Options trading is subject to a risk of capital loss. This means that in case of bad anticipation, you can lose the entire amount invested (the premium + brokerage fees) and even more in case of option selling. If with this type of derivative product, the gain is potentially unlimited, so are the losses. As a result, vanilla options are not available for sale in the Limited Risk accounts of the brokers who offer them.

Misunderstanding the product

Therefore, in order to be on the safe side, it is essential that you understand how vanilla options work before you trade them, especially since the pricing of this product and how it works are eminently complex. In particular, make sure you understand the differences between vanilla options and other leveraged derivatives, such as turbos.

Poor knowledge of the underlying asset

Even if you understand everything about options trading and are very good at trading the CAC 40 index if you decide to invest in oil on a whim and without any training, without knowing much about the subtleties of oil trading, you will probably end up in disaster. It is important to know the underlying asset well in order to develop the most likely investment scenario.

Our tips for trading options

To be successful in investing in the financial markets with vanilla options, it is important to understand the product and to be very knowledgeable about the underlying asset you have chosen. To do this, it is essential to be well-trained and informed via the many educational materials made available to you by specialized media and also by most stock brokers, especially online brokers, who often offer demo accounts that allow you to practice trading derivatives such as options for free and with virtual funds.

Some questions about options?

What is an option?

An option is a contract that gives the holder the right (not the obligation) to buy the underlying asset on which the derivative is based at a given price during a given period.

Why use an option?

Options make it possible to position oneself in a large number of financial markets (stocks, indices, commodities, etc.) thanks to the variety of possible underlying. These derivatives allow you to seize opportunities on bullish, bearish, or stable markets, thanks to a leverage effect that you can adapt to your risk profile. Be careful though, the capital loss is potentially unlimited.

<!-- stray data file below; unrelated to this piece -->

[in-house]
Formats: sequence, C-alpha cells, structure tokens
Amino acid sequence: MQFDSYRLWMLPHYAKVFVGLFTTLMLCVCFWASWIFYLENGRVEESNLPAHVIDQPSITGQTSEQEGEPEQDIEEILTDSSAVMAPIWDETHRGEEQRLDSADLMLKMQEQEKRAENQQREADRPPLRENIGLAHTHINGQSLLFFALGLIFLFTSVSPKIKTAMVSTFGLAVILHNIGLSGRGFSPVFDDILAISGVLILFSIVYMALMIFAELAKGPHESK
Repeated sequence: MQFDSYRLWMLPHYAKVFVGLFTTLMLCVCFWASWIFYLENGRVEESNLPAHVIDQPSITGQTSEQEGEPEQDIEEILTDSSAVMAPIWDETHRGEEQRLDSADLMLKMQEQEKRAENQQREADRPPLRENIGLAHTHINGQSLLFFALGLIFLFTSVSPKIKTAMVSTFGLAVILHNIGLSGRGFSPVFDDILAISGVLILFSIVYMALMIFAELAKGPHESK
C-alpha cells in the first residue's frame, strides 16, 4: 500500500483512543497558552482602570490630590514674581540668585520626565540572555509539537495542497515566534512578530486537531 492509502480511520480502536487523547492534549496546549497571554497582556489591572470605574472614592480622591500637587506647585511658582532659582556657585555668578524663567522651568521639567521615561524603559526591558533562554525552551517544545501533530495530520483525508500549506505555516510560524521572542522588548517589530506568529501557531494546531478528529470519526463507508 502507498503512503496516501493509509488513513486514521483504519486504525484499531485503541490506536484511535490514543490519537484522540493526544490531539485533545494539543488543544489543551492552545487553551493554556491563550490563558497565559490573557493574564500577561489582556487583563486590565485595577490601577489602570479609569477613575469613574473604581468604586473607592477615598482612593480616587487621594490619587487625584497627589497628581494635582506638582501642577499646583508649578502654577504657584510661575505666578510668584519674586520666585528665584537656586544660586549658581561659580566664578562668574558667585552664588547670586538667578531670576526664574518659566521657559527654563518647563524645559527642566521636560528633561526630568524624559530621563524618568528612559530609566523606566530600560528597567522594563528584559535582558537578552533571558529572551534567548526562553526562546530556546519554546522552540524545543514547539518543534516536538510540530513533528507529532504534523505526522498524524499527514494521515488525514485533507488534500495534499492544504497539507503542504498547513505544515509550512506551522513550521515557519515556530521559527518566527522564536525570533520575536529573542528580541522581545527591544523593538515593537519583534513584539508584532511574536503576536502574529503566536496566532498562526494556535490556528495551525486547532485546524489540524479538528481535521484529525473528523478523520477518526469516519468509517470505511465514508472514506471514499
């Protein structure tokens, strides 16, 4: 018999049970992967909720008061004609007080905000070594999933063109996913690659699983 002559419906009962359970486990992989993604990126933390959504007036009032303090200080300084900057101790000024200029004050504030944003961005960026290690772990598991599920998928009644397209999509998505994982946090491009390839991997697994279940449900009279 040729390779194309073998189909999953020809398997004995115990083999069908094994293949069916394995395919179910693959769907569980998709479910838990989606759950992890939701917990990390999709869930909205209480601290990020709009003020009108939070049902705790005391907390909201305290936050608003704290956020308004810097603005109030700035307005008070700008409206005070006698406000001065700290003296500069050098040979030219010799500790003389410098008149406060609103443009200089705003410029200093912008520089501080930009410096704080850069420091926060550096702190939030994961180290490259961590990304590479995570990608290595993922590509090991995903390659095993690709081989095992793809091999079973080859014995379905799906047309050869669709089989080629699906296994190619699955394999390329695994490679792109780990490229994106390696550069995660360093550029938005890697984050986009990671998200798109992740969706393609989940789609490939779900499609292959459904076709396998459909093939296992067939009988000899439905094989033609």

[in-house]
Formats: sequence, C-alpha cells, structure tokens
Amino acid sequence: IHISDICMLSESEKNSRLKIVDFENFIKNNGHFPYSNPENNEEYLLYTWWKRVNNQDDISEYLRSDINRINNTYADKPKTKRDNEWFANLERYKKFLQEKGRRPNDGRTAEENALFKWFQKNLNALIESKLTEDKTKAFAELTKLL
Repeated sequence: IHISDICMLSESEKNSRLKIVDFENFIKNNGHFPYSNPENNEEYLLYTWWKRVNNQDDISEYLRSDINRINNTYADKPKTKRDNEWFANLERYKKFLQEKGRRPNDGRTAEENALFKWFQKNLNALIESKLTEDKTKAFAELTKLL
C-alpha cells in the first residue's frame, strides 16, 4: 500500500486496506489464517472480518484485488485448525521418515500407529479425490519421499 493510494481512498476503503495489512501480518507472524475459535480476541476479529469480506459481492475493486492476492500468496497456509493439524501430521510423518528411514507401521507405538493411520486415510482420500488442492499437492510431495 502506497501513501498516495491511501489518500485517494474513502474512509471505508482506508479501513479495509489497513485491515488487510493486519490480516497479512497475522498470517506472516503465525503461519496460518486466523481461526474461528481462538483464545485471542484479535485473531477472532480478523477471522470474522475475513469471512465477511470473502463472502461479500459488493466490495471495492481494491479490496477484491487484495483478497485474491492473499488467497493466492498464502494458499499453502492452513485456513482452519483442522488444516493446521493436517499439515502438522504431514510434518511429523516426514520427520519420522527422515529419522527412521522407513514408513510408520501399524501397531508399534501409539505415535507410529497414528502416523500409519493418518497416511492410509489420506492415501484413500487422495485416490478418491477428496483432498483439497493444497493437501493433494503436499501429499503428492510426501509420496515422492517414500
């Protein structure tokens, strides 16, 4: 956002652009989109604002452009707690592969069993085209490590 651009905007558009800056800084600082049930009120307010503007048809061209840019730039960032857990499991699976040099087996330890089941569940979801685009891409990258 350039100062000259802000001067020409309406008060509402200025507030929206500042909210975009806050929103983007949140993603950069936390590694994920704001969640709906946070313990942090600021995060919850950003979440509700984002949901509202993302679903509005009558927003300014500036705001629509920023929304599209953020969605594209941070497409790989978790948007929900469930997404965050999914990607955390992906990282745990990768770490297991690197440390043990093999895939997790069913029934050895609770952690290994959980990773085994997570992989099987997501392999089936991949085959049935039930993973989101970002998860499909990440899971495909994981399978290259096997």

How to invest and trade with an option?

If you expect the price of the underlying asset to rise, choose a call option, which will allow you to buy the underlying asset before the expiration date for less than the price you expect. If you expect the price of the underlying asset to fall, choose a put option that will allow you to sell the underlying asset before the expiration date at a higher price than you expect. With options, a multitude of trading strategies can be implemented.

All of our information is, by nature, generic. It does not take into account your personal situation and does not constitute in any way personalized recommendations for the realization of transactions, nor can it be considered as financial investment advice, nor as an incentive to buy or sell financial instruments. The reader is solely responsible for the use of the information provided, without any recourse against the publishing company of being possible. The publishing company of cannot be held responsible for any error, omission, or inappropriate investment.

Any trading activity involves risks. The order execution service through a limited risk account presents a risk of loss of the invested capital.

Options are complex financial instruments with a risk of capital loss. Losses can be extremely rapid.